Introduction by Eva Derous, Associate Professor Personal Psychology / HRM
To this day, Aisha still has to send out 50% more vacancies compared to An to have the same chance of getting a job interview. This is (partly) because practically all organisations (98%) use CV-screening as the first step of the selection procedure. Unfortunately, CV screening is very sensitive to discrimination. Professor Eva Derous explains why and what we can do to reduce labour market discrimination in three minutes in the video below.
What is the best method to use when researching discrimination?
Do you want to know where you stand today regarding diversity and inclusion in your organisation? Do you need a starting point (0 measurement) for your discrimination research? Find out what your pain points are and define what your actions will be. Consider one of the following three research methods.
- correspondence test
- vignette study
- qualitative study
3 methods explained
1) Correspondence test
In a correspondence test, fictitious CVs are sent to real existing vacancies with the objective of testing whether forms of discrimination occur in the application process. On the basis of a risk analysis made beforehand for a selected sector, we can see afterwards whether the expectations in terms of discrimination are actually present.
With such practical tests, you can compare whether a test and a control profile are treated equally or unequally. You can find out whether characteristics such as ethnicity, age or gender are being discriminated against or not.
Practice tests are divided into situation tests (where there is personal contact by phone or face to face) and correspondence tests (where there is no personal contact). In other words, correspondence tests imply that only correspondence (i.e. written or e-mail) is tested.
For the vacancies that are selected for the study, excap prepares these fictitious CVs itself and also provides the necessary accompanying motivations (letter or accompanying e-mail). If the profile of the fictitious applicant requires it, this approach is extended even further with the development of fictitious LinkedIn profiles and possibly even fictitious certificates (collaboration with Selor). Thanks to this preparation, a correspondence test is the only measuring instrument that can be considered scientifically reliable.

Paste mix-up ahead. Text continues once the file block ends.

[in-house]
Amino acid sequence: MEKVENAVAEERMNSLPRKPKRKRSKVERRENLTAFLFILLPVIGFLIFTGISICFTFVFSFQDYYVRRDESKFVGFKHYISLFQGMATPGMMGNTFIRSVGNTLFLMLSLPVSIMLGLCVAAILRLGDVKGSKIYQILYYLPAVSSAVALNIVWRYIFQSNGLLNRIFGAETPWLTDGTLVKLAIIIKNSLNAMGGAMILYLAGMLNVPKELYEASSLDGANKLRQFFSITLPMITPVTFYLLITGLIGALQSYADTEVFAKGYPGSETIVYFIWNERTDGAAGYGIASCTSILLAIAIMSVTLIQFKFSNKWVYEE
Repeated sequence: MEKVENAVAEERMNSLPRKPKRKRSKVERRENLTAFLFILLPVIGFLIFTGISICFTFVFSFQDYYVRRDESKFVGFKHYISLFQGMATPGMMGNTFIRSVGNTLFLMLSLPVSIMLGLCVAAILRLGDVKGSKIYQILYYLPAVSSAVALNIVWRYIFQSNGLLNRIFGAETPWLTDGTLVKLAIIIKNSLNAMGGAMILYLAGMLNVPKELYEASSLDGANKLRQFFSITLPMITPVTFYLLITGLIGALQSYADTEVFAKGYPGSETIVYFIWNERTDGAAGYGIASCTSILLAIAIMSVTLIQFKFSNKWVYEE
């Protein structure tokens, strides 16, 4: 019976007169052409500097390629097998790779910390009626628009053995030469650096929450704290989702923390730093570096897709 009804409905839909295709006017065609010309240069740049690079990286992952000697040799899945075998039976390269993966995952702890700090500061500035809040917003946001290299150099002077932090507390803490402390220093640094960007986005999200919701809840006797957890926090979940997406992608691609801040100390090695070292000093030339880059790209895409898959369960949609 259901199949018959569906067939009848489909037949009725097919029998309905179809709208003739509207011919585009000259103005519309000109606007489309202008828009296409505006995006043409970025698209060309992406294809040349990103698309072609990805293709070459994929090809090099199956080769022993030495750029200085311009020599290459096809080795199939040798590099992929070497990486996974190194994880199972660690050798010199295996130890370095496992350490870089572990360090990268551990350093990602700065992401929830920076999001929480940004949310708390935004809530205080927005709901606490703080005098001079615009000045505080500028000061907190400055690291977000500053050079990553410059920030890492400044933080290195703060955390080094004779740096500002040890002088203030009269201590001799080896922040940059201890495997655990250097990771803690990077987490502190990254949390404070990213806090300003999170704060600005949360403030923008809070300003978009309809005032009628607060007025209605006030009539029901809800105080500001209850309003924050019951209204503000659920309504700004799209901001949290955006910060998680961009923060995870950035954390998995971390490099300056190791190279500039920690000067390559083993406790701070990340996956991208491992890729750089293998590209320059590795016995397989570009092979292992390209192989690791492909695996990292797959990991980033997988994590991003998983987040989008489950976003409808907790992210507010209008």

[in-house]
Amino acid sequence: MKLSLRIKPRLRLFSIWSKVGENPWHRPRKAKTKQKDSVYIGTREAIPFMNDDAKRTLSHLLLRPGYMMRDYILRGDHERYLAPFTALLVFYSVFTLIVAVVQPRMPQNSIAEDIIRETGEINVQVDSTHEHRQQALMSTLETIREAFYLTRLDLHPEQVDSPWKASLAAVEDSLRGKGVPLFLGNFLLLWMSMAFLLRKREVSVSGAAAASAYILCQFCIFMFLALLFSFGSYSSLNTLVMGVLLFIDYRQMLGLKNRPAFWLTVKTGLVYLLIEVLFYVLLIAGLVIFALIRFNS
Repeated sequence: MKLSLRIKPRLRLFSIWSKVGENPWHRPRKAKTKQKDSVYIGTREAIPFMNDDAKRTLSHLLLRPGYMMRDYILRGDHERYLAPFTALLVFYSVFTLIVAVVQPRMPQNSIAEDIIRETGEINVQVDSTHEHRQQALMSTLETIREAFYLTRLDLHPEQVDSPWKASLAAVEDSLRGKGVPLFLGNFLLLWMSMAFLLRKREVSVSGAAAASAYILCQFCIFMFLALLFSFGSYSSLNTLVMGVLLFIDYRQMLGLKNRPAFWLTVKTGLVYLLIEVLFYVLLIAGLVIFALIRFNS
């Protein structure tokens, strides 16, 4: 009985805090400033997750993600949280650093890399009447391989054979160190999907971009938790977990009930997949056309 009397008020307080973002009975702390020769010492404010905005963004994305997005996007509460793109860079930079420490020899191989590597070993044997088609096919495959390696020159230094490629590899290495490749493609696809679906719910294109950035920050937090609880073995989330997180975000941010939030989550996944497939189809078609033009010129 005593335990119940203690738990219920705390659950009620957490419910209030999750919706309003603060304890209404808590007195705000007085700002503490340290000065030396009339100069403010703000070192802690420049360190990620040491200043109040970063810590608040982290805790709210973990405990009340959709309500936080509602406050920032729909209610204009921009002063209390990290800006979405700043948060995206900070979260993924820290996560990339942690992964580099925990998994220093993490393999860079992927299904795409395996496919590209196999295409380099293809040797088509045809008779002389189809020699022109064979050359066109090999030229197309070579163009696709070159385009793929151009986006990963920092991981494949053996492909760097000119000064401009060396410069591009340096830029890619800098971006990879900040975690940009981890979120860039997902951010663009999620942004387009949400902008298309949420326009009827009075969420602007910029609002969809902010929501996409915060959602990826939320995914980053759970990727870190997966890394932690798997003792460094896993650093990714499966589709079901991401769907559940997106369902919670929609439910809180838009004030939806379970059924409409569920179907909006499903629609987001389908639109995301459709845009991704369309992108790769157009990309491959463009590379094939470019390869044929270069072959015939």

A discrimination study using correspondence tests at excap consists of four parts. In order to achieve the greatest impact, these components should preferably all be carried out.
- A risk analysis
- The execution of the correspondence tests
- The delivery of a management report with conclusions and recommendations
- The guidance in drawing up and rolling out an action plan
By standardising our approach, we ensure the quality level in each of the four phases.
2) Vignette study
A vignette study is an alternative method for mapping discrimination. This method is used more often when there are not enough vacancies to carry out correspondence tests.
In a vignette study, respondents react to descriptions of hypothetical situations. For example: “How would you rate this potential applicant as a candidate for this vacancy?”. Certain dimensions or characteristics of the hypothetical applicant are hereby varied in an experimental manner (such as gender, age, etc.).
Vignettes are thus used to describe hypothetical situations or persons in a controlled way and, through this description, to provide respondents with the information necessary to base their choice/expected behaviour on. The description is typically followed by questions on expected behaviour (often in the form of likert scales or checklists), which may also probe for the reasoning behind the expected behaviour.
These hypothetical scenarios are often presented in written form but video vignettes also exist.
Other names for vignette studies are factorial surveys, survey experiments etc.
- Combines classic surveys with an experimental design
- More suitable for investigating underlying mechanisms of discrimination than correspondence tests
- Less sensitive to socially desirable answers than traditional surveys
- With informed consent from the participants
- Cheaper than correspondence tests
- No consensus on external validity (scientificity). Is there a strong connection between discrimination measured in vignettes and actual discriminatory behaviour?
3) Qualitative research
A final way of mapping discrimination is by carrying out qualitative research.
Qualitative research in the form of interviews or focus groups is used more often in the rental market or labour market with the intention of gaining more and/or deeper insights.
- Allows for nuanced, in-depth insights that are less possible with quantitative methods of measurement
- Risk of socially desirable answers
- Difference in openness about sharing their attitudes (with interviewers) depending on the grounds for discrimination
- Difficult to identify trends over time
For those kind of researches, I partner up with excap. This research and consultancy agency has been market leader in mystery shopping and customer journey research in the Benelux for more than 17 years. They are especially focused on optimising customer and employee experiences for Top 500 companies such as Carrefour, Ikea, bpost, De Lijn, TEC, NMBS, Gamma, …
What’s in it for you?
Well, you have the best of both worlds, excap for the research part and myself for the consultancy in DE&I and the actionable roadmap afterwards.